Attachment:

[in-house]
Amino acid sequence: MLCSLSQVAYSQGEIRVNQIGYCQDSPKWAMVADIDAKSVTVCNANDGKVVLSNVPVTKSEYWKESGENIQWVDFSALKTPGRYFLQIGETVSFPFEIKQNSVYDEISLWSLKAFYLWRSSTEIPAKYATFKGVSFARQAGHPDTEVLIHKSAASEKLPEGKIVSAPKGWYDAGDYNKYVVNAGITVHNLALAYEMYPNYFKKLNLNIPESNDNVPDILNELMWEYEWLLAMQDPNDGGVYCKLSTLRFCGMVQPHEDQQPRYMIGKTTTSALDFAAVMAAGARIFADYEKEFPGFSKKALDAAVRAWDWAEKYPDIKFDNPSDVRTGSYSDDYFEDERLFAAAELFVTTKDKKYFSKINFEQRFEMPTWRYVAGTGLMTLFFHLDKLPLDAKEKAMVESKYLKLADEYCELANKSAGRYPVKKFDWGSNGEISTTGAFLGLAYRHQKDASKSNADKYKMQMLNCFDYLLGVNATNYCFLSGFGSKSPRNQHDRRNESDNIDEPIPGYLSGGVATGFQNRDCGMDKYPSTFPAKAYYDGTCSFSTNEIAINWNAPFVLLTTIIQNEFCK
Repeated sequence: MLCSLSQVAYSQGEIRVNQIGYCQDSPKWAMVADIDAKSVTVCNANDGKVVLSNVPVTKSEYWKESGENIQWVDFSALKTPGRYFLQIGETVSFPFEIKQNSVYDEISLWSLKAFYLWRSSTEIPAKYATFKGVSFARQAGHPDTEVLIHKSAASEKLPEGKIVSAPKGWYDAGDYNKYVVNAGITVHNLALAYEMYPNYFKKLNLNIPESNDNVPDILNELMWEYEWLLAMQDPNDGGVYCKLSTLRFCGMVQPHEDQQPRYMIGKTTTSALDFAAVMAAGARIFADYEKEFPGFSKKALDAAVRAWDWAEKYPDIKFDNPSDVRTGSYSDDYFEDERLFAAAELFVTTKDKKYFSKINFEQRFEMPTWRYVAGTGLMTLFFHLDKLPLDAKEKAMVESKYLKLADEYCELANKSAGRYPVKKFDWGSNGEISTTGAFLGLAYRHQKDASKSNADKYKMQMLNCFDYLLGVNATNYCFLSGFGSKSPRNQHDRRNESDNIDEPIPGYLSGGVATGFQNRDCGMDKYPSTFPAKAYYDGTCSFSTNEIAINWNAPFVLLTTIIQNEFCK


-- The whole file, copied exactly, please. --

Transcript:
[in-house]
Amino acid sequence: MLCSLSQVAYSQGEIRVNQIGYCQDSPKWAMVADIDAKSVTVCNANDGKVVLSNVPVTKSEYWKESGENIQWVDFSALKTPGRYFLQIGETVSFPFEIKQNSVYDEISLWSLKAFYLWRSSTEIPAKYATFKGVSFARQAGHPDTEVLIHKSAASEKLPEGKIVSAPKGWYDAGDYNKYVVNAGITVHNLALAYEMYPNYFKKLNLNIPESNDNVPDILNELMWEYEWLLAMQDPNDGGVYCKLSTLRFCGMVQPHEDQQPRYMIGKTTTSALDFAAVMAAGARIFADYEKEFPGFSKKALDAAVRAWDWAEKYPDIKFDNPSDVRTGSYSDDYFEDERLFAAAELFVTTKDKKYFSKINFEQRFEMPTWRYVAGTGLMTLFFHLDKLPLDAKEKAMVESKYLKLADEYCELANKSAGRYPVKKFDWGSNGEISTTGAFLGLAYRHQKDASKSNADKYKMQMLNCFDYLLGVNATNYCFLSGFGSKSPRNQHDRRNESDNIDEPIPGYLSGGVATGFQNRDCGMDKYPSTFPAKAYYDGTCSFSTNEIAINWNAPFVLLTTIIQNEFCK
Repeated sequence: MLCSLSQVAYSQGEIRVNQIGYCQDSPKWAMVADIDAKSVTVCNANDGKVVLSNVPVTKSEYWKESGENIQWVDFSALKTPGRYFLQIGETVSFPFEIKQNSVYDEISLWSLKAFYLWRSSTEIPAKYATFKGVSFARQAGHPDTEVLIHKSAASEKLPEGKIVSAPKGWYDAGDYNKYVVNAGITVHNLALAYEMYPNYFKKLNLNIPESNDNVPDILNELMWEYEWLLAMQDPNDGGVYCKLSTLRFCGMVQPHEDQQPRYMIGKTTTSALDFAAVMAAGARIFADYEKEFPGFSKKALDAAVRAWDWAEKYPDIKFDNPSDVRTGSYSDDYFEDERLFAAAELFVTTKDKKYFSKINFEQRFEMPTWRYVAGTGLMTLFFHLDKLPLDAKEKAMVESKYLKLADEYCELANKSAGRYPVKKFDWGSNGEISTTGAFLGLAYRHQKDASKSNADKYKMQMLNCFDYLLGVNATNYCFLSGFGSKSPRNQHDRRNESDNIDEPIPGYLSGGVATGFQNRDCGMDKYPSTFPAKAYYDGTCSFSTNEIAINWNAPFVLLTTIIQNEFCK